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I enjoyed Professor Kaku's work. He's a well organized, if not flashy writer. In fact, I'd suggest he insert a little humour or a little more personal anecdote -- it would make the contents more accessible and....human. I found the content appealing, but then again, I'm a physicist.
I'd most strongly suggest that Professor Kaku narrate his own material, though. I've seen him on television enough (and in fact have met him on several occasions), and he has the professional chops to do it well.
I say this because the reader, Feodor Chin, came across to me sounding like a high school radio station reader. There are a few bumps in the road with lazy pronunciation, which I can generally overlook, such as 'labatory' for 'laboratory', but generally I try to overlook it. After all, I live in Kentucky, the galactic centre of of swallowed, suppressed, or modified vowels, consonants, and diphthongs.
But for some reason, I lost my composure when the reader consistently pronounces 'hundred' as 'hunerd'. I found myself wincing or flinching every time -- and it happened 'hunerds' of times. It was enough for me that I will avoid any book performed by this reader, no matter what it is.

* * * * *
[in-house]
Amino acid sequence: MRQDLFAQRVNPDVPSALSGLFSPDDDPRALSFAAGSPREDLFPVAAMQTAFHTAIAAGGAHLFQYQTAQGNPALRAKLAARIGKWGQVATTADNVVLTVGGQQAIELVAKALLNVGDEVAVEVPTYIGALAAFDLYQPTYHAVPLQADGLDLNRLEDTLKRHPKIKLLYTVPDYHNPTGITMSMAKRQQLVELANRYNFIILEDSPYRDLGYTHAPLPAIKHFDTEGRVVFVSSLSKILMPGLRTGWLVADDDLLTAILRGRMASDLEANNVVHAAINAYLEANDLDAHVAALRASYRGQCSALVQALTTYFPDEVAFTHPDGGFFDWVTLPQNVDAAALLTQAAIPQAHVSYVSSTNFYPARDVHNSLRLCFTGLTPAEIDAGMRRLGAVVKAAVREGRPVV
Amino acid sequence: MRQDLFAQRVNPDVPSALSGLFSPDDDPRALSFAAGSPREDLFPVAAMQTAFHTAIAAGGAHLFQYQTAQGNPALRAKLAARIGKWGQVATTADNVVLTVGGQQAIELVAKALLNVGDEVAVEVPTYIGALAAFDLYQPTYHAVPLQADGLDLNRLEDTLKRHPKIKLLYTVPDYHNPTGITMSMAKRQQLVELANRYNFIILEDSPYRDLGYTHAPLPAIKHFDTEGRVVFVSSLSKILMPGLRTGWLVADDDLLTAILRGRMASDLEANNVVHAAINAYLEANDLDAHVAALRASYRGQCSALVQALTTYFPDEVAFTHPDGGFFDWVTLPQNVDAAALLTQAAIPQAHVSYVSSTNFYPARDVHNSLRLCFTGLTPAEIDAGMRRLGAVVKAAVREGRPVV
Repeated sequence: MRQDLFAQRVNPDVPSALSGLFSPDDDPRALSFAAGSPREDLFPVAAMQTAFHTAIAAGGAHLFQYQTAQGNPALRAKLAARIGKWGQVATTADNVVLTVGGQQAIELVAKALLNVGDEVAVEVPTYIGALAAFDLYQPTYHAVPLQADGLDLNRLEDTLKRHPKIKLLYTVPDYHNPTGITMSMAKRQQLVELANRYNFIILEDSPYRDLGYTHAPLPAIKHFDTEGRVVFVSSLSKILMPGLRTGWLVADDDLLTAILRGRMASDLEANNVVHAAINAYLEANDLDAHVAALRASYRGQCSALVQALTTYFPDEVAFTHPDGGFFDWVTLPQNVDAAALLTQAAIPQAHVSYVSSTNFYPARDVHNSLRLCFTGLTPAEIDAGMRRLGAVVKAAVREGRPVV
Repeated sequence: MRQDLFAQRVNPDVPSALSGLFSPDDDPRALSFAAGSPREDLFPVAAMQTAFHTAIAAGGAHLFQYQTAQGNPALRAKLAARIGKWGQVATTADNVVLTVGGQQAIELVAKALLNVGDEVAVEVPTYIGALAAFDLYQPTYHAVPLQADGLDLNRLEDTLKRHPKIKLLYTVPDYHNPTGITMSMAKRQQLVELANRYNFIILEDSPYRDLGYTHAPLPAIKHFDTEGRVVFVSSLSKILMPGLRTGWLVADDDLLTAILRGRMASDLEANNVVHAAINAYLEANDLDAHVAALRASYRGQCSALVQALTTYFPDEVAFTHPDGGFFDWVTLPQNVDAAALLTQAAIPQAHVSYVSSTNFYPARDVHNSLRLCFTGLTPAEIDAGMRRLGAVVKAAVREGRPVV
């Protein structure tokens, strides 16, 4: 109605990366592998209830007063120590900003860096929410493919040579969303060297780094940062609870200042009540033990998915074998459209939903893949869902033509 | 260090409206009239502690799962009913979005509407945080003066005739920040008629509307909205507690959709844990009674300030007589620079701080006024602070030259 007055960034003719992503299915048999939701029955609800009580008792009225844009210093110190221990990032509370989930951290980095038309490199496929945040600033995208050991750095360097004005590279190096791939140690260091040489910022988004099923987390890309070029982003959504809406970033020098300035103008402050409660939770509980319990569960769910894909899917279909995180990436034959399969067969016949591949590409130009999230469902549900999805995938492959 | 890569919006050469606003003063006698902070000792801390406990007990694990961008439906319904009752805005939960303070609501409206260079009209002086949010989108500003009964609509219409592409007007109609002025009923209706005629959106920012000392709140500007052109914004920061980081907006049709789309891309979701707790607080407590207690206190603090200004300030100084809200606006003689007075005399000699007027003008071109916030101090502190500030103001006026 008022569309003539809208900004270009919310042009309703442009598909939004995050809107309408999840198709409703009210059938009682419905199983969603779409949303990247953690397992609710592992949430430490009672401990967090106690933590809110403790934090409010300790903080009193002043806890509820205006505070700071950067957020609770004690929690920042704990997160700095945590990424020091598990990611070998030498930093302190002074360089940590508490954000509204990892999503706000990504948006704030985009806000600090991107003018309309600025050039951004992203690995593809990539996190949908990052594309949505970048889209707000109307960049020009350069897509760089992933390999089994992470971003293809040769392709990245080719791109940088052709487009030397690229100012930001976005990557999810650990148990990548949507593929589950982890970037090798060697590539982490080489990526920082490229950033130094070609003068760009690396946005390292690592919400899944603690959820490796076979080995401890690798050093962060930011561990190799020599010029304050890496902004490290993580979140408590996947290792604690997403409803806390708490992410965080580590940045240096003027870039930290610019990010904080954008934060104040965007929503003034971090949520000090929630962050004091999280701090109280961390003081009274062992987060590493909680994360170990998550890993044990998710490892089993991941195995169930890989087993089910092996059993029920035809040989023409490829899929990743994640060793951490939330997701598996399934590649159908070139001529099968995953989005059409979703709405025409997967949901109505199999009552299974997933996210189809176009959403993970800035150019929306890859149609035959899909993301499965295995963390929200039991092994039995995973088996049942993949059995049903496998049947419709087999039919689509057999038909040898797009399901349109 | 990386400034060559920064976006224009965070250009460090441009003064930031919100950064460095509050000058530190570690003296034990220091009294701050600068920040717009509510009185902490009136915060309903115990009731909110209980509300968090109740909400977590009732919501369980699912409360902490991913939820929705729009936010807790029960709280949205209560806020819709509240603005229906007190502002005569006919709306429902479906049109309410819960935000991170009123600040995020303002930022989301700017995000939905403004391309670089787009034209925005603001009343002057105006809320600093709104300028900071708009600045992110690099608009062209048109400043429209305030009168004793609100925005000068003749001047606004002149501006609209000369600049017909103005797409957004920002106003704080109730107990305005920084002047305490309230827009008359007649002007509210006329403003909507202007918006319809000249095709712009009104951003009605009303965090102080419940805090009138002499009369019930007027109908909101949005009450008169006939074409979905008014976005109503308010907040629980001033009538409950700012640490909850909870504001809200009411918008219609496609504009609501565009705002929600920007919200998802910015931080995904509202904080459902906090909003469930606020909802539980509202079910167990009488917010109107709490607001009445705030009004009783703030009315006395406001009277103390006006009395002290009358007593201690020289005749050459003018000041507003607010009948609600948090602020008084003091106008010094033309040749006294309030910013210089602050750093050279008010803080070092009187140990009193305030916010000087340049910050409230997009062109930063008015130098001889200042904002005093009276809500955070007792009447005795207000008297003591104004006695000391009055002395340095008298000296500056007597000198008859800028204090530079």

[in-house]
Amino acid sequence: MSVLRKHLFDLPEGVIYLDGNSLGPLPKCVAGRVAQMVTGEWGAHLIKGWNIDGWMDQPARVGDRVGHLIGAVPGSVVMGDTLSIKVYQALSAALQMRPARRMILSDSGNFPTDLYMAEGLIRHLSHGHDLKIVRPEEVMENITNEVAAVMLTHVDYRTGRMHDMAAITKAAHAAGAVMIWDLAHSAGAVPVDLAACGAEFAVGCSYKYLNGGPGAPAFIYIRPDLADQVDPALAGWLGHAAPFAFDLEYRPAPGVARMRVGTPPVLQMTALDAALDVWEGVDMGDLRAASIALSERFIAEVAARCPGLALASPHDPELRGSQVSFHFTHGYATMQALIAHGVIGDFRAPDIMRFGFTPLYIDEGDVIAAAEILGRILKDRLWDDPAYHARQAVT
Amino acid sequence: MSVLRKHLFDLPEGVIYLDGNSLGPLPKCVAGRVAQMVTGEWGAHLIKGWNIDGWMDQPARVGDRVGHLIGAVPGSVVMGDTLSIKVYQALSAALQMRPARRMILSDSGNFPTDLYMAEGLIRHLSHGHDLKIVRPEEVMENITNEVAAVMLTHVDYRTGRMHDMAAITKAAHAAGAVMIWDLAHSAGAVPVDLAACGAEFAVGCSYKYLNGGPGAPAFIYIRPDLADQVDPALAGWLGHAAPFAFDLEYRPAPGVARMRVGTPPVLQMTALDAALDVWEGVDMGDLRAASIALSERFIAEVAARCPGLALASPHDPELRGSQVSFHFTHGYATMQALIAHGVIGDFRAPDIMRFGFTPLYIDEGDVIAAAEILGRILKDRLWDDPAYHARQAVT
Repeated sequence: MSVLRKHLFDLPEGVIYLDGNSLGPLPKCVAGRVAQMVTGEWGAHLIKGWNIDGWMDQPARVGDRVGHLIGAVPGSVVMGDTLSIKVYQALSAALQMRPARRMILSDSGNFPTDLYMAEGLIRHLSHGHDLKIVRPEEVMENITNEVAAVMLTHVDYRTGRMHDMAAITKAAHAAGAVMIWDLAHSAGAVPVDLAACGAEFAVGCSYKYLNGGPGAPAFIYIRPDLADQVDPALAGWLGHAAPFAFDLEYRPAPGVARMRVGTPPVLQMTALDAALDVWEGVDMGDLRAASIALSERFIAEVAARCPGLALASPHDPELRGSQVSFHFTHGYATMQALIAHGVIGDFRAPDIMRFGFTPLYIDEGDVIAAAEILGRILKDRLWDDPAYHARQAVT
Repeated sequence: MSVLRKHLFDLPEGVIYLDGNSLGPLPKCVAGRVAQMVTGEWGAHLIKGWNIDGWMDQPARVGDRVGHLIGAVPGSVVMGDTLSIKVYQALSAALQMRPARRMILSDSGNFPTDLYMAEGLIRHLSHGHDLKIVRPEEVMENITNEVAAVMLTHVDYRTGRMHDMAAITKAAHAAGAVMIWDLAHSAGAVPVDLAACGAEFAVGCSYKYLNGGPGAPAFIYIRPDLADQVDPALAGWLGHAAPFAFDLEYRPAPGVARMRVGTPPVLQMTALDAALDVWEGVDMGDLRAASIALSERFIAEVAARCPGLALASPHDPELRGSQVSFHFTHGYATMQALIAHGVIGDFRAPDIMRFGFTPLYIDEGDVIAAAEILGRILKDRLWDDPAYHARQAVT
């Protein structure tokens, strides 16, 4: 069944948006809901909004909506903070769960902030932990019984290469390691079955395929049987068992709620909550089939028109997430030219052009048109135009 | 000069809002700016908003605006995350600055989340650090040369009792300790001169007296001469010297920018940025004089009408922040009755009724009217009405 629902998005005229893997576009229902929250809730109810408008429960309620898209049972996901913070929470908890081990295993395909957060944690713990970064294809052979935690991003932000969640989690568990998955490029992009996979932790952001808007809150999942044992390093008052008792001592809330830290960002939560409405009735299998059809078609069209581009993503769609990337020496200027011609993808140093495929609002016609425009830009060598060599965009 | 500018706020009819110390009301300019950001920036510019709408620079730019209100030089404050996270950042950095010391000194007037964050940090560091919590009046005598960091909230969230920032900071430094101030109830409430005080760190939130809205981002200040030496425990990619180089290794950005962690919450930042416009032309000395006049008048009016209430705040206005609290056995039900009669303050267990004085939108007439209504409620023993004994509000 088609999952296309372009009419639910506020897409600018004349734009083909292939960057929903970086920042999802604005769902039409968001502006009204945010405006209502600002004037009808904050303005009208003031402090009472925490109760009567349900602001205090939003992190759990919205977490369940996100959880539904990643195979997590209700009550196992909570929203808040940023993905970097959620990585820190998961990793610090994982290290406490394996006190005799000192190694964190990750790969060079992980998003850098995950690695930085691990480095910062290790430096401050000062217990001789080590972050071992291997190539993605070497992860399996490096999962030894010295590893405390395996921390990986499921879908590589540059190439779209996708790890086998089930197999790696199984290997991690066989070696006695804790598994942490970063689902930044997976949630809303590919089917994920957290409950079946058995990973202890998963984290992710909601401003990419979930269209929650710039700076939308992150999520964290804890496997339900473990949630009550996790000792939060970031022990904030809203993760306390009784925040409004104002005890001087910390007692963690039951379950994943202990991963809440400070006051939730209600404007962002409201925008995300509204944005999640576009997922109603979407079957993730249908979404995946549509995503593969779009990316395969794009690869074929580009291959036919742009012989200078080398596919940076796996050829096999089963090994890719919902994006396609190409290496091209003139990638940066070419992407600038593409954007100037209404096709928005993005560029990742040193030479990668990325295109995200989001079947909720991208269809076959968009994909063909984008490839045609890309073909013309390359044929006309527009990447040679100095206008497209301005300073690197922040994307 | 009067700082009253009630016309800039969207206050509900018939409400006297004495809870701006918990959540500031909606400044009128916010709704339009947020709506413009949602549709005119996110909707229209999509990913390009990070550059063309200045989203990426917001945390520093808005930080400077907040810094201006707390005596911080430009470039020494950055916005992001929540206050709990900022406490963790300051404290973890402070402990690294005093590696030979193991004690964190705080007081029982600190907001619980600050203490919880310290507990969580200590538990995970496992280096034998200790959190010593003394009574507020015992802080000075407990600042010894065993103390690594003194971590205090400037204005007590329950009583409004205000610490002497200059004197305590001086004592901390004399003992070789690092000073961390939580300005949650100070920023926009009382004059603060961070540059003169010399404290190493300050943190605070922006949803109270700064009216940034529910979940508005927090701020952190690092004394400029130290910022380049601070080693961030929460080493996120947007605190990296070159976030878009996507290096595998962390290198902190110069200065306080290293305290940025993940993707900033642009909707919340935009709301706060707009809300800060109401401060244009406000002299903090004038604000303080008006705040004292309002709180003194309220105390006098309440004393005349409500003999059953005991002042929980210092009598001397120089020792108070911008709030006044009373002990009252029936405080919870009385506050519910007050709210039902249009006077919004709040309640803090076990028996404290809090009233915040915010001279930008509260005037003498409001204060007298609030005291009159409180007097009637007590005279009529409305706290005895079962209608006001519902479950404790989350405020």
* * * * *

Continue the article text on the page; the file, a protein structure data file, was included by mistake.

24 of 26 people found this review helpful
Would you say that listening to this book was time well-spent? Why or why not?
Was worth the listen. Intriguing new technologies to here about.
If you’ve listened to books by Michio Kaku before, how does this one compare?
What do you think the narrator could have done better?
Narrator did a outstanding job.
Was Physics of the Future worth the listening time?
Yes it's worth the time to get brought up to speed on current trends and technologies that are happening around us.
2 of 2 people found this review helpful